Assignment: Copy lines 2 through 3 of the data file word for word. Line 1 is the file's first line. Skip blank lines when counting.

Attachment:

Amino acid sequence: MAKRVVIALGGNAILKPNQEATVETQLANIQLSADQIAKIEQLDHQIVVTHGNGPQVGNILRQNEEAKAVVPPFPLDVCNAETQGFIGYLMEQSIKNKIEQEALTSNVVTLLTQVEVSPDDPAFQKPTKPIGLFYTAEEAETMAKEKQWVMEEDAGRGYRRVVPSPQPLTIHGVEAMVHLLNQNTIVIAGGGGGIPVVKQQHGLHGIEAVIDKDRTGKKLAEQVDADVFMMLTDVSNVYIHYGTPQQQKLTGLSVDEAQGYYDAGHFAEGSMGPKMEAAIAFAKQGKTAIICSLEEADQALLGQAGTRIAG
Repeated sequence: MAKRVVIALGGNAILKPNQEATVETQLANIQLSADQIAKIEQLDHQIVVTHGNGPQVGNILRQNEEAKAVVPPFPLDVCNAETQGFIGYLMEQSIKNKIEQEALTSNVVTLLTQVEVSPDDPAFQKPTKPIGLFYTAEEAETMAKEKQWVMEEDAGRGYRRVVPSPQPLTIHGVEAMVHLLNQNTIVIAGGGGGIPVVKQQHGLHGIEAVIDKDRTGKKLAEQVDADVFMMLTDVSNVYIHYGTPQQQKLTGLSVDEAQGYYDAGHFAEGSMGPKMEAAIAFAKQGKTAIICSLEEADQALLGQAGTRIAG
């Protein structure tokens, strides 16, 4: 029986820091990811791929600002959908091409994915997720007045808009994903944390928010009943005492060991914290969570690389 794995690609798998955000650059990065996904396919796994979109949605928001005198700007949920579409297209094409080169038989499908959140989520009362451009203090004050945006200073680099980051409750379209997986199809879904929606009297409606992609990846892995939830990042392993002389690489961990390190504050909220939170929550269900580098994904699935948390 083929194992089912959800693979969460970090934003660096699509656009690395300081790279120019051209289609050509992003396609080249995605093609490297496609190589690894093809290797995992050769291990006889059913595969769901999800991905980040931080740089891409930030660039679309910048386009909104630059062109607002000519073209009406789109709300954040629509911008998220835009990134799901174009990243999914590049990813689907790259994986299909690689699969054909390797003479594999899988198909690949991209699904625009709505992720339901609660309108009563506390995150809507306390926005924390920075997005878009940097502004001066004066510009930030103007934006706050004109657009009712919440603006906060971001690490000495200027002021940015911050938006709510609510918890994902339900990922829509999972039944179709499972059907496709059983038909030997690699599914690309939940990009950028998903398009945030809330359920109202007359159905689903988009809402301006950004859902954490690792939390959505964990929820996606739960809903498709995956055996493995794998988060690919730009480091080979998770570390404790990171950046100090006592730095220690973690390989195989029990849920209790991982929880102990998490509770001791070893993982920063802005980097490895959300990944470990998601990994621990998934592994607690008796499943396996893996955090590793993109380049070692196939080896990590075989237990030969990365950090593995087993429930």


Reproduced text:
Repeated sequence: MAKRVVIALGGNAILKPNQEATVETQLANIQLSADQIAKIEQLDHQIVVTHGNGPQVGNILRQNEEAKAVVPPFPLDVCNAETQGFIGYLMEQSIKNKIEQEALTSNVVTLLTQVEVSPDDPAFQKPTKPIGLFYTAEEAETMAKEKQWVMEEDAGRGYRRVVPSPQPLTIHGVEAMVHLLNQNTIVIAGGGGGIPVVKQQHGLHGIEAVIDKDRTGKKLAEQVDADVFMMLTDVSNVYIHYGTPQQQKLTGLSVDEAQGYYDAGHFAEGSMGPKMEAAIAFAKQGKTAIICSLEEADQALLGQAGTRIAG
């Protein structure tokens, strides 16, 4: 029986820091990811791929600002959908091409994915997720007045808009994903944390928010009943005492060991914290969570690389 794995690609798998955000650059990065996904396919796994979109949605928001005198700007949920579409297209094409080169038989499908959140989520009362451009203090004050945006200073680099980051409750379209997986199809879904929606009297409606992609990846892995939830990042392993002389690489961990390190504050909220939170929550269900580098994904699935948390 083929194992089912959800693979969460970090934003660096699509656009690395300081790279120019051209289609050509992003396609080249995605093609490297496609190589690894093809290797995992050769291990006889059913595969769901999800991905980040931080740089891409930030660039679309910048386009909104630059062109607002000519073209009406789109709300954040629509911008998220835009990134799901174009990243999914590049990813689907790259994986299909690689699969054909390797003479594999899988198909690949991209699904625009709505992720339901609660309108009563506390995150809507306390926005924390920075997005878009940097502004001066004066510009930030103007934006706050004109657009009712919440603006906060971001690490000495200027002021940015911050938006709510609510918890994902339900990922829509999972039944179709499972059907496709059983038909030997690699599914690309939940990009950028998903398009945030809330359920109202007359159905689903988009809402301006950004859902954490690792939390959505964990929820996606739960809903498709995956055996493995794998988060690919730009480091080979998770570390404790990171950046100090006592730095220690973690390989195989029990849920209790991982929880102990998490509770001791070893993982920063802005980097490895959300990944470990998601990994621990998934592994607690008796499943396996893996955090590793993109380049070692196939080896990590075989237990030969990365950090593995087993429930």